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September 27, 2012

Microsoft Exchange Community Reunites at MEC 2012

By Live from MEC 2012

The legends of old spoke of a conference so awesome that people would mist up at the mere thought of it. Ten years had passed with no hope that their beloved conference surrounding all things Microsoft Exchange would ever return. It had been mistakenly mixed in to the popular (and people-bloated) TechEd conference… until this week. I’m happy to report that MEC…is back!

I was leery. How cool could it be? Were people just remembering the past with rose colored glasses? Thinking back to the fond days of old when admins were feared and Exchange admins especially so because “when you control the mail… you control INFORMATION!” (a la Neuman).

So far, it’s every bit as awesome as I had been told it would be; roughly 500 people with the same administrative focus, challenges, and concerns. Bonded together, both new and old Exchange admins, we have come together this week to enjoy being with the Exchange Server Team and about 50 different Exchange MVPs and Microsoft Certified Masters (MCMs). We’re all wearing “i am mec” badge holders and the twitter hash is #iammec where many attendees are lighting up the feed with tons of cool Exchange 2013 news announcements.

The Exciting Keynotes

MEC 2012 Keynote

Day 1 the Keynotes were awesome. There were video montages and a bit of cool-aid in the beginning to help get folks in the mood for Exchange 2013 enhancements. Personally I like to drink a little cool-aid, and why should the Apple folks be the only ones that loyally follow their tech masters? Especially when they’re following them down the wrong road (yes, a pun on the new iPhone 5 maps problems).

But in all seriousness, this show truly is the “non-conference.” MEC may stand for the Microsoft Exchange Conference but it really stands for the Microsoft Exchange Community and we see that spirit here. Everyone is in sync and the sessions have a feeling of depth that you just don’t get at TechEd where you are trying to please 10,000 people. Whiteboards are everywhere and you can have off-the-cuff technical conversations with the best and brightest at any moment.

Here are some of the great Exchange 2013 features that were highlighted:

Improved IOPS

Ross Smith said there is a 99% IOPS reduction from Exchange 2003 to Exchange 2013. The joke is that the next version of Exchange will give you IOPS back! In addition, it was mentioned that you should deploy on 7200RPM disks to get capacity, and 10K/15K disks are not needed.

From 5 Server Roles Down to 2

The new roles are Mailbox and Client Access. All the other server roles are merged into those. There is still an Edge (although it isn’t out just yet). Ultimately the two big building blocks to Exchange 2013 are CAS arrays and DAG. And the need for L7 load balancers is no longer present so you can go with L4 load balancers (which are cheaper) because CAS is enhanced.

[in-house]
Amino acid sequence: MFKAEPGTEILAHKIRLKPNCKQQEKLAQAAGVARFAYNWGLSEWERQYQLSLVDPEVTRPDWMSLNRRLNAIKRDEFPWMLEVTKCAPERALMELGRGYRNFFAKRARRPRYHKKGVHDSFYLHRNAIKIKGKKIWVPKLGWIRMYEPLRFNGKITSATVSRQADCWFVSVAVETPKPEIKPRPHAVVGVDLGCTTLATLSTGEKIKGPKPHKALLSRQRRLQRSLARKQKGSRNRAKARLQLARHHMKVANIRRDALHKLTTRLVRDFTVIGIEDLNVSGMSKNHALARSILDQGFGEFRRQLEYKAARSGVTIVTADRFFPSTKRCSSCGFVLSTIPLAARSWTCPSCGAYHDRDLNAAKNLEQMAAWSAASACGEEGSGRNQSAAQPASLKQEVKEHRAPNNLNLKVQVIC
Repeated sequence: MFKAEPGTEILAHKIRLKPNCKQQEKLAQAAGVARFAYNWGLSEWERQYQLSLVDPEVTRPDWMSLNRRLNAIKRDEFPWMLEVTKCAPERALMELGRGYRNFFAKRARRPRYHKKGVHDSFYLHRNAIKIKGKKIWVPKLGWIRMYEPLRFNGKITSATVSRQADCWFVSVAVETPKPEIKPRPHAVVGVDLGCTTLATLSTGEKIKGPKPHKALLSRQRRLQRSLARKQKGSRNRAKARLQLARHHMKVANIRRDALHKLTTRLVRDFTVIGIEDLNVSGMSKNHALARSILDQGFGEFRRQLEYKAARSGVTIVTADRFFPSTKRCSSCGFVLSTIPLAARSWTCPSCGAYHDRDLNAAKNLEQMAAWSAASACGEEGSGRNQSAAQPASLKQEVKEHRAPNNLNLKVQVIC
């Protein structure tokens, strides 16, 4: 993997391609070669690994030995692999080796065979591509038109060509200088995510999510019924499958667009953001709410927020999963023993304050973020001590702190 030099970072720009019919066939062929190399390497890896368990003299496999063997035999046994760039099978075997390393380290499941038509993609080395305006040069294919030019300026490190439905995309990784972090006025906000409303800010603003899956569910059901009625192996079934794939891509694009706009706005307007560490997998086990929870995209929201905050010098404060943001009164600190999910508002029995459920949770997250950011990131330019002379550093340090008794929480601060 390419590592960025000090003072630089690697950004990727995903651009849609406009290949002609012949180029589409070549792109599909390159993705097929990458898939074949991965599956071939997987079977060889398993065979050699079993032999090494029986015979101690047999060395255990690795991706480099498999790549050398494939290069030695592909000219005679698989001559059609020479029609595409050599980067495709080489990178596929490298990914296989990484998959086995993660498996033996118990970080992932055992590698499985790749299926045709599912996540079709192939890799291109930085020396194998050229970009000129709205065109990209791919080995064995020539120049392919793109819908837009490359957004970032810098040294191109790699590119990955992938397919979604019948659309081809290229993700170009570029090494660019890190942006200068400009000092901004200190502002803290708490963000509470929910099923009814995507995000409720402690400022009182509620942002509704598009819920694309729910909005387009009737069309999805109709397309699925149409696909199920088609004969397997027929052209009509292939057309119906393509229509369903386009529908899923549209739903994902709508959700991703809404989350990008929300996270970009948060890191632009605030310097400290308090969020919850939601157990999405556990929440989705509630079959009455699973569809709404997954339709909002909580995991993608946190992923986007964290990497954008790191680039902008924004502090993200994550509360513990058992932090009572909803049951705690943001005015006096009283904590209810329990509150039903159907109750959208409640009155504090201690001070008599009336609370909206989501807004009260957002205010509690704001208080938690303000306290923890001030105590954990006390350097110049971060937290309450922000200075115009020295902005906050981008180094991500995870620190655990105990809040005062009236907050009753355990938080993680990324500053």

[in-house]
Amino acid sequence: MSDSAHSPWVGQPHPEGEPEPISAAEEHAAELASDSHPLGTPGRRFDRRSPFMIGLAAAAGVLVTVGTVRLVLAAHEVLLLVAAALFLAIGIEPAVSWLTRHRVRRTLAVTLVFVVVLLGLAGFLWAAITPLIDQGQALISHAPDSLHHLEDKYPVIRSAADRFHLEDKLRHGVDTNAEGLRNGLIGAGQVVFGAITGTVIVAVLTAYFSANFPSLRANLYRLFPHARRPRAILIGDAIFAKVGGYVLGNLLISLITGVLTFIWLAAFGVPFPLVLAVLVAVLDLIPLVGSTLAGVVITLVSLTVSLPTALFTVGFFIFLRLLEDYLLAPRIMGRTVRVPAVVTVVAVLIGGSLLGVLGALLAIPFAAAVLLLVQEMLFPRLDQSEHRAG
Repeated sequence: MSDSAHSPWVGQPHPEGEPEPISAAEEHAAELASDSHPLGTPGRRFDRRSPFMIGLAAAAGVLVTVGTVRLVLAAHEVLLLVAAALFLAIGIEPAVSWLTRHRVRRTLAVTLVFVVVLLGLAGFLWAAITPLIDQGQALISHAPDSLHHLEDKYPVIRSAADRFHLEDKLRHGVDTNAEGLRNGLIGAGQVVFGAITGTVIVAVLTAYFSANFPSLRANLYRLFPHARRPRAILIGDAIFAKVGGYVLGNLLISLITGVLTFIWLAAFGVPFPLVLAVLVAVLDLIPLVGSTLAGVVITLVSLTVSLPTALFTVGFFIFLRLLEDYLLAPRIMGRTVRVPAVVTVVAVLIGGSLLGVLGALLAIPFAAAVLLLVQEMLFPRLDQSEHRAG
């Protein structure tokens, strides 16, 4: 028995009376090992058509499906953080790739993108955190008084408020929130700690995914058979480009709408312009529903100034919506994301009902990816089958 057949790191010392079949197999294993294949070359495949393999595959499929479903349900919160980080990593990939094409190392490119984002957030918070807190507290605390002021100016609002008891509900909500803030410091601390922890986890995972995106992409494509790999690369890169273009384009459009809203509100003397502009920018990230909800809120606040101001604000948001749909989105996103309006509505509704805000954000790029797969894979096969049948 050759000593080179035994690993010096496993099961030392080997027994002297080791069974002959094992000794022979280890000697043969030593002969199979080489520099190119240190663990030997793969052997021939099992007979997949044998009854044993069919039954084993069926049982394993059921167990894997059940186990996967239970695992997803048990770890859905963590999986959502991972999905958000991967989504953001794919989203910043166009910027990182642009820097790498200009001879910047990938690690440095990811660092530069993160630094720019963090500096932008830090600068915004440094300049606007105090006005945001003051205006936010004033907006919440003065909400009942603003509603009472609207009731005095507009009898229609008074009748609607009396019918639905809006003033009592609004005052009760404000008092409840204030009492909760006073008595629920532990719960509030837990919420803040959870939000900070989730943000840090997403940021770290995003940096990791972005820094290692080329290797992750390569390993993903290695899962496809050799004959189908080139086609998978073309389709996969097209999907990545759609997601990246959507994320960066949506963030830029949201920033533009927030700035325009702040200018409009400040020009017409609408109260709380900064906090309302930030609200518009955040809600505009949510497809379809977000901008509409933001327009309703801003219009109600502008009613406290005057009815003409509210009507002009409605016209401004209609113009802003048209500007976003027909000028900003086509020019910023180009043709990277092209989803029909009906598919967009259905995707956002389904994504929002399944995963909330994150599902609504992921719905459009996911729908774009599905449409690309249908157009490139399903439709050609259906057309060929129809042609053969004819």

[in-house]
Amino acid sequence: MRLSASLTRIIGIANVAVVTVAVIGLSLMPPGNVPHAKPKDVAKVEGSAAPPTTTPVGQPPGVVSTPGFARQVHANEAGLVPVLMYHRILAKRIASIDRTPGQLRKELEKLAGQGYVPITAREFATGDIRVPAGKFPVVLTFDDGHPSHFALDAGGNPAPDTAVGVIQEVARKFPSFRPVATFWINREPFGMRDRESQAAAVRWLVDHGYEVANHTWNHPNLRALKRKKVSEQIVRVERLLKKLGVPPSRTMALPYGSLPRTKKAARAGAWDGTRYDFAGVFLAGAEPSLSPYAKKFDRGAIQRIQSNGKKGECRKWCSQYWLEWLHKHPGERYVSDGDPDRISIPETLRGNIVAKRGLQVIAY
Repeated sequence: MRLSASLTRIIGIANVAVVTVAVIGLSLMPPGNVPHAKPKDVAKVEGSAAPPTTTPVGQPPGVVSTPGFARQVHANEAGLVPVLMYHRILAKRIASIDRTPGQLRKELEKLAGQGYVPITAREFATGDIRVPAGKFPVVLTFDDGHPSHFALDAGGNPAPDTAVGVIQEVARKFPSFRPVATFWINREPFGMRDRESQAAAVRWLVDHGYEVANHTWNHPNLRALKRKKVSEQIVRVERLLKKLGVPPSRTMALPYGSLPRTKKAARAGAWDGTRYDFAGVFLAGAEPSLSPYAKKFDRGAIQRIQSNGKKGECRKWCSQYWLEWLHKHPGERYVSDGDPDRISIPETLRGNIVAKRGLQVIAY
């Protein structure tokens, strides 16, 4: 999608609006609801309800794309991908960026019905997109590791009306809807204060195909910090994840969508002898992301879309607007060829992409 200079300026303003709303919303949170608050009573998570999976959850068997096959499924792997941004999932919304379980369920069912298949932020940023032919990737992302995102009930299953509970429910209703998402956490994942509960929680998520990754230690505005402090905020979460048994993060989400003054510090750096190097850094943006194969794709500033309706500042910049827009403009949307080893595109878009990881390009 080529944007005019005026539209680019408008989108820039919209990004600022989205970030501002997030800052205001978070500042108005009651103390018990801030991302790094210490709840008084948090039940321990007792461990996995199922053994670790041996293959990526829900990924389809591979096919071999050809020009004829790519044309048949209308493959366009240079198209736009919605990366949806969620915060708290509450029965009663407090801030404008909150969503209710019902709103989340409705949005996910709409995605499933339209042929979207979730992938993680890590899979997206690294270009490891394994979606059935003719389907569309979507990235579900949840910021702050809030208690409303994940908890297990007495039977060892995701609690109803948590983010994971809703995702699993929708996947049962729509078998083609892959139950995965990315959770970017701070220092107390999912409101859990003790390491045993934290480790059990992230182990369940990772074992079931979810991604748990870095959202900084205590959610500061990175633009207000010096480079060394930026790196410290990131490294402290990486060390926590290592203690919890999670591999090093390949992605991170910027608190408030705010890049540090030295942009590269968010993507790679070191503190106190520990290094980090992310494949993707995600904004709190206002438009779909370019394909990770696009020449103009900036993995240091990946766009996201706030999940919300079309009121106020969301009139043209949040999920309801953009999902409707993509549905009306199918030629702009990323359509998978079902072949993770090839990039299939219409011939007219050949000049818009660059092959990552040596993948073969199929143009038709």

But we’re seeing an architectural shift in Exchange where more is done at the protocol level and we see a dropping of MAPI. RPCs are still there but encapsulated in HTTPS. And Exchange 2013 will be the last release that supports a MAPI/CDO download.

Outlook Web App improvements include the ability to work with it OFFLINE! That is very cool. Outlook also has a new touch mode for tablets and slates, which is awesome if you have ever tried to work with Outlook on a slate and have monster fingers like I do. It’s a nightmare, so I’m happy to see a touch mode.

High Availability and Unified Messaging

One of the coolest announcements (in my opinion) was in the high availability session I attended where site failovers have been provided for site resiliency. So with Exchange 2010 if you have a WAN link failure and you lose quorum in your primary datacenter you may need to switchover to your secondary datacenter at some point, and that switchover is a manual process in 2010. With 2013, if you follow certain criteria (for example you need 3 locations for this to work) you can have an automatic failover occur. Now even if you don’t have 3 locations and still need to do a manual switchover, the process has been greatly simplified down to 3 easy steps. This is great news for those who have ever had to do this in the past.

I presented a session on Unified Messaging (the Deep Dark Secrets) that focused on Dial plans, IP Gateways, Policies and AutoAttendants. I used a really cool Alienware laptop (that Dell sent me to use for the show… thanks Dell, Alienware is awesome!) that has an Audiocodes IP gateway connected to it with 2 phone lines. It’s a mini-UM deployment in a box so to speak. It’s similar to my setup for the Exchange Unified Messaging course we have with TrainSignal.

You can head over to the website for I Am MEC to catch the session recordings and more from Microsoft Exchange Community. You just need to log in with a Live account.

It’s Great to Be Back

The MVP stand has a “Hall of Fame” featuring Exchange MVPs.

MVP Hall of Fame

There weren’t a ton of vendors but it felt like a good number and they all revolved around Exchange. Many of these folks have products I’ve reviewed like ENow’s Mailscape, KEMP Technology Load Balancers, Mimecast and others.

So, the week is pretty much over and already I think the event is a huge success. Judging by the crowd, MEC truly IS back.

About the Author

(Exchange MVP, Triple-MCSE, MCT, MCITP: Enterprise Messaging 2007/2010) is an author with over a dozen titles sold internationally. He has written hundreds of articles, speaks at a variety of technical conferences held by Microsoft, 1105 Media, WindowsITPro and others and is the Enterprise Windows columnist for 3+ years for InfoWorld. Most notably, J. P. B. is a member of the Train Signal family and is our very own Exchange instructor. Follow him on Twitter at @jpbruzzese.

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